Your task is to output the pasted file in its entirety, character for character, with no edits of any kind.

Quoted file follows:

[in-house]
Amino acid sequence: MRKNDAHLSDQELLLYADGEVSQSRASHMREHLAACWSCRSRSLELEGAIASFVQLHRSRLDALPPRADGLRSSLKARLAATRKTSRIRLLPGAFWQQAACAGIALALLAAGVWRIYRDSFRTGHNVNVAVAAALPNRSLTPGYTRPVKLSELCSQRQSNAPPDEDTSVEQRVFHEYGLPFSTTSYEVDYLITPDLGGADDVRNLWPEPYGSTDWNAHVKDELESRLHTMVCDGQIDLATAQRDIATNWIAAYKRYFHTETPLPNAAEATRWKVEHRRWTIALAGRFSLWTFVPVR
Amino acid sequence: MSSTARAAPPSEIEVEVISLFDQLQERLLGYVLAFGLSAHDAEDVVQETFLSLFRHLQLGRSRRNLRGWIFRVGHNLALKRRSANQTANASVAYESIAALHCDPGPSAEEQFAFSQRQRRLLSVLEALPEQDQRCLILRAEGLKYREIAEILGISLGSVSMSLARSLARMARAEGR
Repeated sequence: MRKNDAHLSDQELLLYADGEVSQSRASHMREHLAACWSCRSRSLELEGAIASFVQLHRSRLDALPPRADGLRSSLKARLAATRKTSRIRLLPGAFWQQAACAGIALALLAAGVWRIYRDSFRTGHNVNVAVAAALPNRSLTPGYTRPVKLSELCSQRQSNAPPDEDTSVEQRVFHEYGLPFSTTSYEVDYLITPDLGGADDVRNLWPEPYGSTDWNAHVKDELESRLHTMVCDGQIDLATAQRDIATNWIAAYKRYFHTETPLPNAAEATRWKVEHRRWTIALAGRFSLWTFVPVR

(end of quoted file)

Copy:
[in-house]
Amino acid sequence: MRKNDAHLSDQELLLYADGEVSQSRASHMREHLAACWSCRSRSLELEGAIASFVQLHRSRLDALPPRADGLRSSLKARLAATRKTSRIRLLPGAFWQQAACAGIALALLAAGVWRIYRDSFRTGHNVNVAVAAALPNRSLTPGYTRPVKLSELCSQRQSNAPPDEDTSVEQRVFHEYGLPFSTTSYEVDYLITPDLGGADDVRNLWPEPYGSTDWNAHVKDELESRLHTMVCDGQIDLATAQRDIATNWIAAYKRYFHTETPLPNAAEATRWKVEHRRWTIALAGRFSLWTFVPVR
Amino acid sequence: MSSTARAAPPSEIEVEVISLFDQLQERLLGYVLAFGLSAHDAEDVVQETFLSLFRHLQLGRSRRNLRGWIFRVGHNLALKRRSANQTANASVAYESIAALHCDPGPSAEEQFAFSQRQRRLLSVLEALPEQDQRCLILRAEGLKYREIAEILGISLGSVSMSLARSLARMARAEGR
Repeated sequence: MRKNDAHLSDQELLLYADGEVSQSRASHMREHLAACWSCRSRSLELEGAIASFVQLHRSRLDALPPRADGLRSSLKARLAATRKTSRIRLLPGAFWQQAACAGIALALLAAGVWRIYRDSFRTGHNVNVAVAAALPNRSLTPGYTRPVKLSELCSQRQSNAPPDEDTSVEQRVFHEYGLPFSTTSYEVDYLITPDLGGADDVRNLWPEPYGSTDWNAHVKDELESRLHTMVCDGQIDLATAQRDIATNWIAAYKRYFHTETPLPNAAEATRWKVEHRRWTIALAGRFSLWTFVPVR